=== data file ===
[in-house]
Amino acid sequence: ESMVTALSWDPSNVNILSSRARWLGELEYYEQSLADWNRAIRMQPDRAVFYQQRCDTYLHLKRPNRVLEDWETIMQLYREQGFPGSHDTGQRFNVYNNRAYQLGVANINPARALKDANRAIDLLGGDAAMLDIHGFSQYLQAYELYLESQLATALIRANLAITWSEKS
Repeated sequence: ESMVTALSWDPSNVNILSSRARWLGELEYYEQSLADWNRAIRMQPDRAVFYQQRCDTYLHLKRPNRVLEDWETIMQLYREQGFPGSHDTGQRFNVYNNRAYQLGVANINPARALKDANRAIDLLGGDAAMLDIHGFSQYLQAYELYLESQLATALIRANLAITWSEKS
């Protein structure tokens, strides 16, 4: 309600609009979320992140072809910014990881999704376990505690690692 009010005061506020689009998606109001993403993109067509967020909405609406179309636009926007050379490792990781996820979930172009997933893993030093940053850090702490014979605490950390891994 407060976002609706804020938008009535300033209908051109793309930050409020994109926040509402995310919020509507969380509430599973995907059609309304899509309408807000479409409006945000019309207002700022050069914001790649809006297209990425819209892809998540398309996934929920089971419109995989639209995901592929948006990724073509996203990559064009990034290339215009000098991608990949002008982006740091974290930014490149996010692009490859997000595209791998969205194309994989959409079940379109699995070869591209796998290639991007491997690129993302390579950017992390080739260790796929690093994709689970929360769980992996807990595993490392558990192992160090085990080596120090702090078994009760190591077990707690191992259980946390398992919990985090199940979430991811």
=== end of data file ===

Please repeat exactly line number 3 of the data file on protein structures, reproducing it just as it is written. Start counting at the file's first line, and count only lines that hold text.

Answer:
Repeated sequence: ESMVTALSWDPSNVNILSSRARWLGELEYYEQSLADWNRAIRMQPDRAVFYQQRCDTYLHLKRPNRVLEDWETIMQLYREQGFPGSHDTGQRFNVYNNRAYQLGVANINPARALKDANRAIDLLGGDAAMLDIHGFSQYLQAYELYLESQLATALIRANLAITWSEKS